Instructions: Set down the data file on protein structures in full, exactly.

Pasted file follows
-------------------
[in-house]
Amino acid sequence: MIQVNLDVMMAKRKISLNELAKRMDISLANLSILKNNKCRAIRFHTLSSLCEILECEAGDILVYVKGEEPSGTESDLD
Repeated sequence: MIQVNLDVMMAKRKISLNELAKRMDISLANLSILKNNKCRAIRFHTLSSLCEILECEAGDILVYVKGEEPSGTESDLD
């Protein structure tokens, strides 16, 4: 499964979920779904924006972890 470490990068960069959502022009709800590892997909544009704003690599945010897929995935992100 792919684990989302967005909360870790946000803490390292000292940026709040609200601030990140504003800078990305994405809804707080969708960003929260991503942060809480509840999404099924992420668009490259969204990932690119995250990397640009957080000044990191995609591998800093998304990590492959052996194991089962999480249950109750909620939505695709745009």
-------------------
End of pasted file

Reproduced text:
[in-house]
Amino acid sequence: MIQVNLDVMMAKRKISLNELAKRMDISLANLSILKNNKCRAIRFHTLSSLCEILECEAGDILVYVKGEEPSGTESDLD
Repeated sequence: MIQVNLDVMMAKRKISLNELAKRMDISLANLSILKNNKCRAIRFHTLSSLCEILECEAGDILVYVKGEEPSGTESDLD
């Protein structure tokens, strides 16, 4: 499964979920779904924006972890 470490990068960069959502022009709800590892997909544009704003690599945010897929995935992100 792919684990989302967005909360870790946000803490390292000292940026709040609200601030990140504003800078990305994405809804707080969708960003929260991503942060809480509840999404099924992420668009490259969204990932690119995250990397640009957080000044990191995609591998800093998304990590492959052996194991089962999480249950109750909620939505695709745009």